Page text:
I think I knew I was going to love this book from Macfarlane’s description of it in his author’s note, in which he says the book is about “people and place” and the “relationship between paths, walking and the imagination” and “the subtle ways in which we are shaped by the landscapes through which we move.” The book is divided into four parts—two set in England, one set in Scotland, and one set in other places “abroad”; within each part, the book is divided into chapters, each of which (mostly) talks about a particular journey Macfarlane took, by foot or by boat. The book is also a way for Macfarlane to think through the work and life of the writer Edward Thomas, who died in 1917 at the Battle of Arras: Macfarlane quotes from and talks about Thomas throughout, and there’s a chapter devoted to him that imagines his time in France, and his death.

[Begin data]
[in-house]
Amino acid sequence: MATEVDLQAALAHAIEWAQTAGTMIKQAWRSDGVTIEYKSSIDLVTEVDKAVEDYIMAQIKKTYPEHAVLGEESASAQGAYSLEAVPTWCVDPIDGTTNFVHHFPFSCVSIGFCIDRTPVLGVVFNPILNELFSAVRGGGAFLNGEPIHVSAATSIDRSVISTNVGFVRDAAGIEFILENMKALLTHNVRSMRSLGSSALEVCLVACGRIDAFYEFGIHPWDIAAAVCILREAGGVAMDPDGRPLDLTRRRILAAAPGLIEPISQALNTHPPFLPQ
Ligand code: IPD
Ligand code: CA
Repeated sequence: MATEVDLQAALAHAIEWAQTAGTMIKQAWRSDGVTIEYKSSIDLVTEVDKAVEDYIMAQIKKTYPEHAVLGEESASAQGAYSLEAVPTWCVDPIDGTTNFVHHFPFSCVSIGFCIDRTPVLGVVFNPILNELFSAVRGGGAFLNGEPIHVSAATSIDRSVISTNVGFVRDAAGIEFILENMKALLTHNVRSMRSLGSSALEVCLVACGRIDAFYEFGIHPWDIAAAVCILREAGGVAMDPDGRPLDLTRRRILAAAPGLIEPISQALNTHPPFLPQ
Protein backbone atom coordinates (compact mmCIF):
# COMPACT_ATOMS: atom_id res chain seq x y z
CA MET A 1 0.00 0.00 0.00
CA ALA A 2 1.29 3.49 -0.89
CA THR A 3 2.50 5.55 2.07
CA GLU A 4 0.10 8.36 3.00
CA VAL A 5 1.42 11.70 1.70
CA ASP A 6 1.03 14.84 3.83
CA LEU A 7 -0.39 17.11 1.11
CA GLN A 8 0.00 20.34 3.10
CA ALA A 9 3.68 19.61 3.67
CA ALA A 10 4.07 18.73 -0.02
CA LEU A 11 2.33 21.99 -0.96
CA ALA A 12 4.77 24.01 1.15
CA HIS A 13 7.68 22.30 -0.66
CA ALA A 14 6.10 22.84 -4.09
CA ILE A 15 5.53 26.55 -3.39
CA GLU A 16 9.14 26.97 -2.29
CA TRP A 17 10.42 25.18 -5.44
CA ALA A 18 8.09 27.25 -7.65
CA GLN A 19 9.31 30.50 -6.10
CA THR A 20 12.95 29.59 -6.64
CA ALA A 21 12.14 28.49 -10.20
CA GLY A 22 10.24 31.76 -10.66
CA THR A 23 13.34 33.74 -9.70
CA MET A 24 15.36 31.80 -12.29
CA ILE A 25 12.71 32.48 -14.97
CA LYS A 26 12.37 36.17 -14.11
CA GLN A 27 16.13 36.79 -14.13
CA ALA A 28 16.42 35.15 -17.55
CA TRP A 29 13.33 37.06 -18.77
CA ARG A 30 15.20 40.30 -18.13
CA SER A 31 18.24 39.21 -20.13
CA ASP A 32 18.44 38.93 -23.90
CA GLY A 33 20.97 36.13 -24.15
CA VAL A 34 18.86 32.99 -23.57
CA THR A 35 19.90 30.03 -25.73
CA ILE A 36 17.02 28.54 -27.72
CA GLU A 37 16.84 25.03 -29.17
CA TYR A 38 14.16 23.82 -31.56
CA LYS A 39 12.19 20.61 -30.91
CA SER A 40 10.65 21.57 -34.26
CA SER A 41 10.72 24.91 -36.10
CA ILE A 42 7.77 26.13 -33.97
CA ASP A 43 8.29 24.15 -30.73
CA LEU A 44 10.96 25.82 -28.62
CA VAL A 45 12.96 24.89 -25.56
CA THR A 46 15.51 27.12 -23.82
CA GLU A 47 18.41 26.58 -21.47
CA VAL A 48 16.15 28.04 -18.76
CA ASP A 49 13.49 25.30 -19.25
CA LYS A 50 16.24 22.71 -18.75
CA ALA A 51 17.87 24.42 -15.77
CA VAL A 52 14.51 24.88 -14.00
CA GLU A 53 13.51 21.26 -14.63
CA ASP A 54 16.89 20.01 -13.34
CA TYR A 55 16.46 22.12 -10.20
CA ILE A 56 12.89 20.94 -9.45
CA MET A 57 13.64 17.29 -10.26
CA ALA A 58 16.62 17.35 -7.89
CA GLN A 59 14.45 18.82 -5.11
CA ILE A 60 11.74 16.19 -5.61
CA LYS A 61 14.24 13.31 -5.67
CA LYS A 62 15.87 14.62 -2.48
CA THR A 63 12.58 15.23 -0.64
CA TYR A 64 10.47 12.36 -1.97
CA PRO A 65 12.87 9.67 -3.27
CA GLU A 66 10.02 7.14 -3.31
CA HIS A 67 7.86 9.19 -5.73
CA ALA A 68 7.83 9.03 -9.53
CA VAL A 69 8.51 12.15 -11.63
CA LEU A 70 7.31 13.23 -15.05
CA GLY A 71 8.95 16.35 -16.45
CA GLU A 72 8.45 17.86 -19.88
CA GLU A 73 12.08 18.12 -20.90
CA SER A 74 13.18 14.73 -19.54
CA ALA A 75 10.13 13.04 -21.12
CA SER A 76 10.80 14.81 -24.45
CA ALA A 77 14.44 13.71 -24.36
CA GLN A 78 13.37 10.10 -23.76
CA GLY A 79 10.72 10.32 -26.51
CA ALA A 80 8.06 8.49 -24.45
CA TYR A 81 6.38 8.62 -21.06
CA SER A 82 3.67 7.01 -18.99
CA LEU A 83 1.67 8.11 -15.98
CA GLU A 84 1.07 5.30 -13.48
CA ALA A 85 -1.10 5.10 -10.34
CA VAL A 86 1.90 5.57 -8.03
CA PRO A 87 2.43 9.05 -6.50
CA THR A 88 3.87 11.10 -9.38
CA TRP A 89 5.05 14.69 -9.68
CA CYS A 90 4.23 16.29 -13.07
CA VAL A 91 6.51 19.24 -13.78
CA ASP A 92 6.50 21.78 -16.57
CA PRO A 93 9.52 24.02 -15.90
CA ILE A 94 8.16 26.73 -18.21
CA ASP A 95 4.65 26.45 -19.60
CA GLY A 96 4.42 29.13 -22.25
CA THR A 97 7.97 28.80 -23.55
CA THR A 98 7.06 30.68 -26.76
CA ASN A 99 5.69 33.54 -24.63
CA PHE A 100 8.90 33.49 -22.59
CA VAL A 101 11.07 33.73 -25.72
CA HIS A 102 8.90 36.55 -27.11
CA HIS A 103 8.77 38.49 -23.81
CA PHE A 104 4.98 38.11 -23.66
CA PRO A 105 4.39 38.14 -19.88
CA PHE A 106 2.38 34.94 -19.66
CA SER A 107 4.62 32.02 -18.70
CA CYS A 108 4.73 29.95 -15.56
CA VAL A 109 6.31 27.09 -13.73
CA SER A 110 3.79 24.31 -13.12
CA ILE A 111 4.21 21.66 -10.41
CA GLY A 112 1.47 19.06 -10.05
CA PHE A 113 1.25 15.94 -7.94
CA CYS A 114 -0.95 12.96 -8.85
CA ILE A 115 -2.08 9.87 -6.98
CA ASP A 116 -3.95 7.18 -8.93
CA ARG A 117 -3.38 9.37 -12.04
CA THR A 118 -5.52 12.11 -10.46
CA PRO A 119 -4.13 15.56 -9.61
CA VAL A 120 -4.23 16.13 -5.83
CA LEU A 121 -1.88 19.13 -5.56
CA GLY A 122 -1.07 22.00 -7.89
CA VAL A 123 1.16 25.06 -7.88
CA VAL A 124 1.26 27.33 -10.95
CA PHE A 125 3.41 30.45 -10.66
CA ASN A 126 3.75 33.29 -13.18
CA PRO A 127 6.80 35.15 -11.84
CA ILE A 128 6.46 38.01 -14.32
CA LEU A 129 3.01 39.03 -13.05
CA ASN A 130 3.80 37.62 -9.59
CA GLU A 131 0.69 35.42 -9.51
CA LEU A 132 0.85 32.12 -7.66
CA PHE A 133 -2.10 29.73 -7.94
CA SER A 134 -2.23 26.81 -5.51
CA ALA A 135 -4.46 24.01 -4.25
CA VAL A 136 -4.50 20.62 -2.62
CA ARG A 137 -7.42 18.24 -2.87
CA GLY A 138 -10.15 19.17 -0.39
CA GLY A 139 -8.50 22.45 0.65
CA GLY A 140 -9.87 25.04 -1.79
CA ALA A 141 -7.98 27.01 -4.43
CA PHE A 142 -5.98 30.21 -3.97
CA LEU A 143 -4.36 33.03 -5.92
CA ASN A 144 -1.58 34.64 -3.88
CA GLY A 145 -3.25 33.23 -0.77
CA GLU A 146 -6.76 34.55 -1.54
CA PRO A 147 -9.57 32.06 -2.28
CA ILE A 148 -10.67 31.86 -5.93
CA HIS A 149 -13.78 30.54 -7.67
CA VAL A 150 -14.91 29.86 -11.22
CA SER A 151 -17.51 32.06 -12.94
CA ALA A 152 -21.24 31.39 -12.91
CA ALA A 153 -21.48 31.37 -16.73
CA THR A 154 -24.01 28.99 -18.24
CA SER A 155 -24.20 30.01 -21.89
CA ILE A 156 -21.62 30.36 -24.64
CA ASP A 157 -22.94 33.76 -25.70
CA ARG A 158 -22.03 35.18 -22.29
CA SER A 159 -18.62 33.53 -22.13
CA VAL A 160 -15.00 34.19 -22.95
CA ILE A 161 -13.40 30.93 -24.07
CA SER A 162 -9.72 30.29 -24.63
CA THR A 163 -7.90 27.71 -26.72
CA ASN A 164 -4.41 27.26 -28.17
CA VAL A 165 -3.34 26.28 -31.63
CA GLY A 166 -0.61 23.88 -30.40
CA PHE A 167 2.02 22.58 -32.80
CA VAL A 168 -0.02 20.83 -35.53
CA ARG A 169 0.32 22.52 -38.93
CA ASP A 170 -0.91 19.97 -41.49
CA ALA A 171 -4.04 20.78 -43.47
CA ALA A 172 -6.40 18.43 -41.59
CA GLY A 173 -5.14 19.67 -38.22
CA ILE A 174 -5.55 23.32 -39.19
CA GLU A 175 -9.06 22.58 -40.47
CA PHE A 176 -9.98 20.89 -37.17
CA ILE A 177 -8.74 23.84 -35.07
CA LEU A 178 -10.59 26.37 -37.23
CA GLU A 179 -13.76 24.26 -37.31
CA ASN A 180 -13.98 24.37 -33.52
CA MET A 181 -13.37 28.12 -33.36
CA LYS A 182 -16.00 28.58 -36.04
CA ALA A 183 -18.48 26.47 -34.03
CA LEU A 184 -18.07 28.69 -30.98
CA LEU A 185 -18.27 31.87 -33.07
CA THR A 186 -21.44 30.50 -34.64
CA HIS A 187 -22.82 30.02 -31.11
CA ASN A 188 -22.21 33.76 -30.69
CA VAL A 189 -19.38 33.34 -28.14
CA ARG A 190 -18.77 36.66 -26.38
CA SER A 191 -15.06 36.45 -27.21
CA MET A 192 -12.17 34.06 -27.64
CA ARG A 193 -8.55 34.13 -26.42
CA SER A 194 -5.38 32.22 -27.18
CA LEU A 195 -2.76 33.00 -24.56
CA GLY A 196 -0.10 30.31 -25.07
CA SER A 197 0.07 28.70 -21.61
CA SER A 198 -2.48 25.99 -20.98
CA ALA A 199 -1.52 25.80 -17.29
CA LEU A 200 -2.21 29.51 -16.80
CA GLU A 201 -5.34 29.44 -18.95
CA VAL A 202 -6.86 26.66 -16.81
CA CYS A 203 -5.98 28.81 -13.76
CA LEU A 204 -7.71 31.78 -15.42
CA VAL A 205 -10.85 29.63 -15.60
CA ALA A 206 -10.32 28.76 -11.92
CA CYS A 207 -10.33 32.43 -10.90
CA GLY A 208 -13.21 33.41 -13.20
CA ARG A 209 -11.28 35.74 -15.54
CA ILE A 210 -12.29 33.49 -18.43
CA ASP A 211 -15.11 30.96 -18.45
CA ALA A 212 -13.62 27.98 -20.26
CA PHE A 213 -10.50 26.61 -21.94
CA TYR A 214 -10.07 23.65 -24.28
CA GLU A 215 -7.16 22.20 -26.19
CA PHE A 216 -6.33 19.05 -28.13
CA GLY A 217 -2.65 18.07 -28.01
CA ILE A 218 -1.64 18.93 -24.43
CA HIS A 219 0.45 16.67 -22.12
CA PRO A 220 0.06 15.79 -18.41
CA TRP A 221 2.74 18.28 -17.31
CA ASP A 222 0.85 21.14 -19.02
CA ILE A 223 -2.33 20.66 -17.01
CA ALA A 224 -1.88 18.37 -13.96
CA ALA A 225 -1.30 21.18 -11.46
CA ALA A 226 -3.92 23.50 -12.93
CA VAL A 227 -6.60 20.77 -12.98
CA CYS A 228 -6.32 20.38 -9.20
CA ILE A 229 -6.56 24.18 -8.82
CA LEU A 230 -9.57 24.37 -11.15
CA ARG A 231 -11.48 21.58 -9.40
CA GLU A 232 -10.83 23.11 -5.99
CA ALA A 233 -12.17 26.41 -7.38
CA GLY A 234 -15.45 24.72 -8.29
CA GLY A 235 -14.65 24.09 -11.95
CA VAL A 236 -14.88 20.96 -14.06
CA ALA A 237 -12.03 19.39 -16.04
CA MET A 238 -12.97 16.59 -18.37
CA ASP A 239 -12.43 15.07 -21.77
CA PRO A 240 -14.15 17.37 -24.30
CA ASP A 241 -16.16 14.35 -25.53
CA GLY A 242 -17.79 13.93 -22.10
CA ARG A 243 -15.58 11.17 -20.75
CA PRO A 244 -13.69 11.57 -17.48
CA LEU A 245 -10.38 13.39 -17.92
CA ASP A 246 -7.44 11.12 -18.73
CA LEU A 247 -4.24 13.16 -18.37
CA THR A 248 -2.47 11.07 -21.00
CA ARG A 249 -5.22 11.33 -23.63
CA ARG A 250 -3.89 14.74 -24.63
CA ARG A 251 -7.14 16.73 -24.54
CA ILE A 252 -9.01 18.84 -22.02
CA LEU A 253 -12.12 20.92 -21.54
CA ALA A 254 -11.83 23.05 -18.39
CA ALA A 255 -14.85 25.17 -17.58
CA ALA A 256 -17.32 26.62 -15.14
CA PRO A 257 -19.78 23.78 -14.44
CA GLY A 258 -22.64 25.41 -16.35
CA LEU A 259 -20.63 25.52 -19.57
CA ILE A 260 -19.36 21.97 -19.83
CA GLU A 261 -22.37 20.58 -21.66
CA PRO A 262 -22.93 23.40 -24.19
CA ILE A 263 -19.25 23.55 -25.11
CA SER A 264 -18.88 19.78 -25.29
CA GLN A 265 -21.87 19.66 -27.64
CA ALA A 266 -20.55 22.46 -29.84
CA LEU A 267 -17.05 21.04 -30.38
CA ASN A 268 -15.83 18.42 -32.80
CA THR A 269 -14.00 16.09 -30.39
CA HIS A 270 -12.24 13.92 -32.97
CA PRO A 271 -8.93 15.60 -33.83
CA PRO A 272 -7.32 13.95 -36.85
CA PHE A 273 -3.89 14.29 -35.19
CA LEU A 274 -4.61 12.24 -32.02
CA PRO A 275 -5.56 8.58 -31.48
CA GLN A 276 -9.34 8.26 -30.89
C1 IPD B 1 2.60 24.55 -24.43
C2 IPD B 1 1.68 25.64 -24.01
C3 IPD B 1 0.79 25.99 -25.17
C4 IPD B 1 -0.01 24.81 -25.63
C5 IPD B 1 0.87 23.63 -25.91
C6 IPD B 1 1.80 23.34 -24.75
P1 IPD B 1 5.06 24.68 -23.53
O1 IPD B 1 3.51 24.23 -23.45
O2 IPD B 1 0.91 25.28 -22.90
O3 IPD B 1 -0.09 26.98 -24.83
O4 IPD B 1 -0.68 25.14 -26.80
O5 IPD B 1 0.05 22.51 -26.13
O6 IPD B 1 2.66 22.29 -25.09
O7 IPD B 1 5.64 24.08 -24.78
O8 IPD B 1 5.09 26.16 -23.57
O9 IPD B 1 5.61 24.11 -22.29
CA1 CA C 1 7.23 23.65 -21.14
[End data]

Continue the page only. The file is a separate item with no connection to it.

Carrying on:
Macfarlane’s writing is really great: very observant, very graceful, playful (at the end of the book he talks about “rights of way and rites of way”) and full of detail and lists, both of which I love. Whether Macfarlane is talking about a snowy night-time walk near his home in Cambridge, England or a walk in the West Bank with his friend Raja Shehadeh, in a place with “jasmine, lemon and bougainvillea lining the streets, scenting the air,” I’m so there for all of his descriptions. And the book is often a blend of the personal and the historical, which is a thing I enjoy in general, and that I think Macfarlane does really well. So for example in a chapter about the chalk formations of southeast England he talks about Neolithic times, and how “dense forest” would have meant “the chalk ridges would have offered the obvious routes of travel,” and how that means that “over time, along their crests, the first real footpaths emerged,” and he also talks about his experience of that same landscape now—light, flowers, lichen, skylarks, deer.

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